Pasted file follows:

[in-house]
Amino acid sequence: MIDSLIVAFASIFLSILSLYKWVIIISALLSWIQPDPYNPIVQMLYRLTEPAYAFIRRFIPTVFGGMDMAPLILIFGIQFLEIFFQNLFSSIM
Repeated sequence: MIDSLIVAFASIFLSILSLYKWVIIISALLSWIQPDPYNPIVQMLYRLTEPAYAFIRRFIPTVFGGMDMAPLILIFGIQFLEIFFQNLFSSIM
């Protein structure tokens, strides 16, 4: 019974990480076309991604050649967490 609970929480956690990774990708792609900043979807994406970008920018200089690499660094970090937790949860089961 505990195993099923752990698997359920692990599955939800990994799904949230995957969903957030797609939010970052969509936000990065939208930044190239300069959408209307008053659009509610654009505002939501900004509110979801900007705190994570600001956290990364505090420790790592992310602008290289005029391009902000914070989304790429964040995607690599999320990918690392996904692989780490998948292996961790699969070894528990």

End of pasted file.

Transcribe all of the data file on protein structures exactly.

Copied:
[in-house]
Amino acid sequence: MIDSLIVAFASIFLSILSLYKWVIIISALLSWIQPDPYNPIVQMLYRLTEPAYAFIRRFIPTVFGGMDMAPLILIFGIQFLEIFFQNLFSSIM
Repeated sequence: MIDSLIVAFASIFLSILSLYKWVIIISALLSWIQPDPYNPIVQMLYRLTEPAYAFIRRFIPTVFGGMDMAPLILIFGIQFLEIFFQNLFSSIM
């Protein structure tokens, strides 16, 4: 019974990480076309991604050649967490 609970929480956690990774990708792609900043979807994406970008920018200089690499660094970090937790949860089961 505990195993099923752990698997359920692990599955939800990994799904949230995957969903957030797609939010970052969509936000990065939208930044190239300069959408209307008053659009509610654009505002939501900004509110979801900007705190994570600001956290990364505090420790790592992310602008290289005029391009902000914070989304790429964040995607690599999320990918690392996904692989780490998948292996961790699969070894528990």